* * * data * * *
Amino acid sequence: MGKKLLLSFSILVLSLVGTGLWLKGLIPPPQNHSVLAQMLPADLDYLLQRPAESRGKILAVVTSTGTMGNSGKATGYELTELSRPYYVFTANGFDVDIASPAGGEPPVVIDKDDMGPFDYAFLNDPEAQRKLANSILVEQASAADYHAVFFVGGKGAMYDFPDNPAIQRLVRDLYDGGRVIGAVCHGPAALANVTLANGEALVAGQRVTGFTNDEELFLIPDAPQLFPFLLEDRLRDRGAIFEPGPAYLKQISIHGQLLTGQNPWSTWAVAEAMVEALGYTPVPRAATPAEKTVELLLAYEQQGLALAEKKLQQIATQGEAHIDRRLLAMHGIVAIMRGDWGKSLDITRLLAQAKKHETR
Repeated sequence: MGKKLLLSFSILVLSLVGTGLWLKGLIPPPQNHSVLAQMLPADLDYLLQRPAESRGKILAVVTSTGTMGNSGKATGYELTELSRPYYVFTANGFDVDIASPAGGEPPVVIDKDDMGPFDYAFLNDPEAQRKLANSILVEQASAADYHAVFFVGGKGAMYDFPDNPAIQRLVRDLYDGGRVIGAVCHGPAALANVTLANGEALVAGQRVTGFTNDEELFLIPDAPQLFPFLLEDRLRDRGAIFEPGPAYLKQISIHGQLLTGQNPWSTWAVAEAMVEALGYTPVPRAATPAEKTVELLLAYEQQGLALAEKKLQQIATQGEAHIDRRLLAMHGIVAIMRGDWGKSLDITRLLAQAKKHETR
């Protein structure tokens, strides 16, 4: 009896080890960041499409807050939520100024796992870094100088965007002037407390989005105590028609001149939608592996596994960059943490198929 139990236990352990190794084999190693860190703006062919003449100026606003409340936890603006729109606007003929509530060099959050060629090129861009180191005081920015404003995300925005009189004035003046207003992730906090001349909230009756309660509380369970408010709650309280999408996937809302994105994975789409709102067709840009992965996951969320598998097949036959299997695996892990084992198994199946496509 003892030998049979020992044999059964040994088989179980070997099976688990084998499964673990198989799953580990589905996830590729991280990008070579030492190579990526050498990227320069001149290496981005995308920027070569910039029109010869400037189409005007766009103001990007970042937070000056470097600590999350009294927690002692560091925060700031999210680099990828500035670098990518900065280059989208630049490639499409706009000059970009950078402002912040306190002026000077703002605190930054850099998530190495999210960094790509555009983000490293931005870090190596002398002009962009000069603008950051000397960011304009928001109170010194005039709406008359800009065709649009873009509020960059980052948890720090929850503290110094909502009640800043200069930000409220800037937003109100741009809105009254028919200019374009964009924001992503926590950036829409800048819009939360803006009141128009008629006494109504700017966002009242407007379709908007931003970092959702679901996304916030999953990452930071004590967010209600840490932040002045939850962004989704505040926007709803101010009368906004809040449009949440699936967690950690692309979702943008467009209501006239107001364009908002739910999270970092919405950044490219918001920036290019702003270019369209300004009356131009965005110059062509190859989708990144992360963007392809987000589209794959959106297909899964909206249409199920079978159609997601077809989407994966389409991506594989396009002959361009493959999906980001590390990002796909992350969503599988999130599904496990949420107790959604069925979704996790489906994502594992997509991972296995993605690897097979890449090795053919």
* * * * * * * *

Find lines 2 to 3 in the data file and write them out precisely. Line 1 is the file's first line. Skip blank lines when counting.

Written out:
Repeated sequence: MGKKLLLSFSILVLSLVGTGLWLKGLIPPPQNHSVLAQMLPADLDYLLQRPAESRGKILAVVTSTGTMGNSGKATGYELTELSRPYYVFTANGFDVDIASPAGGEPPVVIDKDDMGPFDYAFLNDPEAQRKLANSILVEQASAADYHAVFFVGGKGAMYDFPDNPAIQRLVRDLYDGGRVIGAVCHGPAALANVTLANGEALVAGQRVTGFTNDEELFLIPDAPQLFPFLLEDRLRDRGAIFEPGPAYLKQISIHGQLLTGQNPWSTWAVAEAMVEALGYTPVPRAATPAEKTVELLLAYEQQGLALAEKKLQQIATQGEAHIDRRLLAMHGIVAIMRGDWGKSLDITRLLAQAKKHETR
């Protein structure tokens, strides 16, 4: 009896080890960041499409807050939520100024796992870094100088965007002037407390989005105590028609001149939608592996596994960059943490198929 139990236990352990190794084999190693860190703006062919003449100026606003409340936890603006729109606007003929509530060099959050060629090129861009180191005081920015404003995300925005009189004035003046207003992730906090001349909230009756309660509380369970408010709650309280999408996937809302994105994975789409709102067709840009992965996951969320598998097949036959299997695996892990084992198994199946496509 003892030998049979020992044999059964040994088989179980070997099976688990084998499964673990198989799953580990589905996830590729991280990008070579030492190579990526050498990227320069001149290496981005995308920027070569910039029109010869400037189409005007766009103001990007970042937070000056470097600590999350009294927690002692560091925060700031999210680099990828500035670098990518900065280059989208630049490639499409706009000059970009950078402002912040306190002026000077703002605190930054850099998530190495999210960094790509555009983000490293931005870090190596002398002009962009000069603008950051000397960011304009928001109170010194005039709406008359800009065709649009873009509020960059980052948890720090929850503290110094909502009640800043200069930000409220800037937003109100741009809105009254028919200019374009964009924001992503926590950036829409800048819009939360803006009141128009008629006494109504700017966002009242407007379709908007931003970092959702679901996304916030999953990452930071004590967010209600840490932040002045939850962004989704505040926007709803101010009368906004809040449009949440699936967690950690692309979702943008467009209501006239107001364009908002739910999270970092919405950044490219918001920036290019702003270019369209300004009356131009965005110059062509190859989708990144992360963007392809987000589209794959959106297909899964909206249409199920079978159609997601077809989407994966389409991506594989396009002959361009493959999906980001590390990002796909992350969503599988999130599904496990949420107790959604069925979704996790489906994502594992997509991972296995993605690897097979890449090795053919």